Bidding War for Potash of Saskatchewan?

10/13/2010 04:25 pm ET | Updated May 25, 2011

According to the pundits, the Potash saga is about to heat up.

From the day that BHP Billiton, the Australian mining giant, sprung a $40 billion offer for fertilizer producer Potash Corporation of Saskatchewan in mid-August, the reaction of the market has been that a better offer would come along. This was evidenced by the fact that Potash's stock shot well-past the $130-a-share proposed by BHP and has stayed in the $147-$150 range since.

Now rumors are surfacing that Sinochem of China may partner up with Temasek of Singapore to make a rival offer. Rio Tinto, another Australian mining outfit, is also said to be interested.

The Potash story has some truly interesting aspects. First is the fact that BHP is undeterred by an internet-like valuation on a basic material company. Indeed, at $130-a-share, BHP is offering to pay the equivalent of 8 times Potash's revenues and 17 times cash flow. Prior to the offer, Potash was trading in the $112 range, so even before BHP came along its valuation was striking. Speaking of which, BHP's own market value is nothing to sneeze at either: just about $200 billion or almost 4 times revenues.

There was a time when commodity companies had decidedly ho-hum valuations -- a quick glance at their historical stock charts will confirm that. All this changed in 2003-2004, but nowhere was the upswing more dramatic than for fertilizer companies like Potash. When its stock price hit a historic high of $230 in mid-2008, that was up 16-fold from its level in early 2004. If you prefer to think in terms of compound growth, that is better than 220% per year.

Why? Well, in part there is the China demand factor -- they have 1.3 trillion people after all -- in part, no doubt, just plain market hype. But there is something quite a bit more compelling as well.

Specifically, Potash and its North American "competitors," Mosaic and Agrium, are exempt from anti-trust restraints on their activities outside of the U.S. and Canada. All three produce potash, phosphate and nitrogen. Unlike most other industries, however, not only can Potash, Mosaic and Agrium exchange critical information, but they also can and do negotiate overseas sales of potash and phosphate through legally-sanctioned cartels -- Canpotex for Canadian Potash Exporters and PhosChem in the case of phosphate -- only to then divide the production among themselves.

Not to be outdone, overseas rivals, primarily in Russia, Germany and Israel, have set up similar monopoly-pricing organizations -- China also has potash/phosphate activities, but is a net importer.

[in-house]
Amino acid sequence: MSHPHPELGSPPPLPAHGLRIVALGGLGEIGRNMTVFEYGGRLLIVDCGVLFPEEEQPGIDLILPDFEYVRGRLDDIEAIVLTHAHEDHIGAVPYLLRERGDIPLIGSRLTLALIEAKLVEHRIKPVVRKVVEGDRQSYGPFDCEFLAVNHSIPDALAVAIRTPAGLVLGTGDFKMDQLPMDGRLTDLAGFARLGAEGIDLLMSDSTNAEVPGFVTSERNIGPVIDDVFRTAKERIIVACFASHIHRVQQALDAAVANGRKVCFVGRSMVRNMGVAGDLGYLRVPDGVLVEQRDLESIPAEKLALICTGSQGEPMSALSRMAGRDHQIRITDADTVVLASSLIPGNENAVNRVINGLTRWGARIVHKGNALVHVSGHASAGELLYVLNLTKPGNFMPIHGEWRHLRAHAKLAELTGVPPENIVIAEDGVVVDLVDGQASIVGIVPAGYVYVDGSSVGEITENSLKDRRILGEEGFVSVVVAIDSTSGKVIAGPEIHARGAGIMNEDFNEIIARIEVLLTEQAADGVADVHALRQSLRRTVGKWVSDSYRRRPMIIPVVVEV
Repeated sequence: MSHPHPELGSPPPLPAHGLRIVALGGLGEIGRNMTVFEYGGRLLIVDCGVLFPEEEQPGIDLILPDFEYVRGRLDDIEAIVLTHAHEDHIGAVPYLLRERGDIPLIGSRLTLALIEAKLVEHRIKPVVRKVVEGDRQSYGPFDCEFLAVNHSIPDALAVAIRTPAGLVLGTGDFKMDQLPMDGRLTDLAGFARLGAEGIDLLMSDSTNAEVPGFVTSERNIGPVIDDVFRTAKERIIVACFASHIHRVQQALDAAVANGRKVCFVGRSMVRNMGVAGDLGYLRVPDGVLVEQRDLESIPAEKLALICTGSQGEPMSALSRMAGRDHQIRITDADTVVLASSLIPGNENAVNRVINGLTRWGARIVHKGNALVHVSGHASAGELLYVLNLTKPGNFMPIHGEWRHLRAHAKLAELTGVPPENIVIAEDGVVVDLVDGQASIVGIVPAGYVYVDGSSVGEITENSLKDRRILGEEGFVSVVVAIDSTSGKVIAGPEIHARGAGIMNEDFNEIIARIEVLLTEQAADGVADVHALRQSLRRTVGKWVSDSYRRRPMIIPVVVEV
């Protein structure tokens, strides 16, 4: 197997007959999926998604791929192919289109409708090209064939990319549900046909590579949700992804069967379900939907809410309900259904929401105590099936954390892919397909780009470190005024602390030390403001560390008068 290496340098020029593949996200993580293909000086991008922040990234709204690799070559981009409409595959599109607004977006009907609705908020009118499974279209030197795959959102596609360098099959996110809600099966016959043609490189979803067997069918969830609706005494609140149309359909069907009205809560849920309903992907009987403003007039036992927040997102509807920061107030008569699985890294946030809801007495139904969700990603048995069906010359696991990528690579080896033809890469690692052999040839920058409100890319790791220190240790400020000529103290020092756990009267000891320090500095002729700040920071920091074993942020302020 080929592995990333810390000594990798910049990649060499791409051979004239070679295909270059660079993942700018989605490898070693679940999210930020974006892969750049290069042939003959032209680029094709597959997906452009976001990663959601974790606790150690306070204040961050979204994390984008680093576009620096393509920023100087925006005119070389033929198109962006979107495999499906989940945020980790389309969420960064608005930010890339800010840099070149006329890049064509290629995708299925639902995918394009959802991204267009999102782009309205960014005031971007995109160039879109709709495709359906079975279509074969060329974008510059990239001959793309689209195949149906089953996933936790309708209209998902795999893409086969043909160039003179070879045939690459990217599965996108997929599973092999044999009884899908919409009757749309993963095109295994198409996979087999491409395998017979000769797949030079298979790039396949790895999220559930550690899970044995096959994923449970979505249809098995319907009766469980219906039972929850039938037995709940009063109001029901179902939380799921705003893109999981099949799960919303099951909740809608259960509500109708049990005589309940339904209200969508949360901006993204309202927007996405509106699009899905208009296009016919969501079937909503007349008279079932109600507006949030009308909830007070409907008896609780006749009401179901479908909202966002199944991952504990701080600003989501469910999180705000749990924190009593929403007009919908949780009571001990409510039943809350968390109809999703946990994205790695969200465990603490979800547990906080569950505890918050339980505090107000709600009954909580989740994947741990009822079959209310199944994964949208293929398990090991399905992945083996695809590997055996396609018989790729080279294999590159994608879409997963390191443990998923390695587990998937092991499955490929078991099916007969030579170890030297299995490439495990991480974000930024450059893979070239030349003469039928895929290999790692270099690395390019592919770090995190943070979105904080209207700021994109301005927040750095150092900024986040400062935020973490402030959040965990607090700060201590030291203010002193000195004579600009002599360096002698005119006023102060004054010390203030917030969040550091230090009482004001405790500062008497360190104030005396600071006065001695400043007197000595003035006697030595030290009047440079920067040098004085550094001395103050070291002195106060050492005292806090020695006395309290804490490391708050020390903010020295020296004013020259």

The net result is that analysts and company executives think nothing of predicting that potash prices will double or triple in the next years, and that phosphate rock and DAP -- diammonimum phosphate -- will return to the heady pre-crisis days when they stood 5-to-8-fold above their historical levels. And why not? For 70% of the stuff, after all, there is only one party you can go to -- unless, that is, you want to go and talk to Boris, who, depending on the day, is said to be quite cantankerous too.

Ah, the wonderful power of deniability! In joining forces and maintaining the iron discipline of focus -- focus on getting the absolutely highest possible price that the market will bear -- erstwhile competitors have turned into allies. That's all thanks to Canpotex and PhosChem, and their success in ascertaining that nothing dampens the crippling effect of population growth and social stability imperatives on the bargaining posture of buyers -- wealthy nations like India and China.

Too bad this isn't allowed for laptops, GPS systems or automobiles. If they could be priced like fertilizer and withdrawn from the market whenever buyers balk, think about how much better those companies would be doing.

This system in fertilizers is well defended. Neither Canpotex nor Webb-Pomerene -- the exemption under which PhosChem was set up in the U.S. -- are under any serious threat. The Province of Saskatchewan itself made clear that it would look askance at any transaction that reduced the power of Canpotex. And while BHP initially indicated that it would withdraw from Canpotex -- it stayed mum on PhosChem -- this is little more than a tactical move, one which BHP soon reconsidered, as it were.

By now, monopoly pricing in fertilizers has become so ingrained and coordination so prevalent and well-established that it would probably take years if not decades to wean producers off it -- assuming there was the will to do so. Even though this monopoly pricing is for exports, it sets the bar for all markets, as U.S. and Canadian farmers know all too well.

Rising prices have been an unimaginable boon for companies like Potash and made them highly attractive -- to wit the rich BHP bid. And high prices do not seem to displease policymakers either. After all, here was a bright spot which partially made up for the losses on toxic and other assets. Besides, who would want a bursting of the commodity bubble? Why risk a deflationary spiral as the economy slows to a crawl?

Now, if the Chinese do jump into the fray, this will surely make an interesting situation truly fascinating. How would it work? Would a Chinese company become a member of Canpotex and PhosChem? Monopoly pricing on exports to... China?

Maybe, just maybe, BHP may have started something here.

The author is short -- through puts -- several commodity stocks in his personal portfolio, including the stocks of Potash and Mosaic.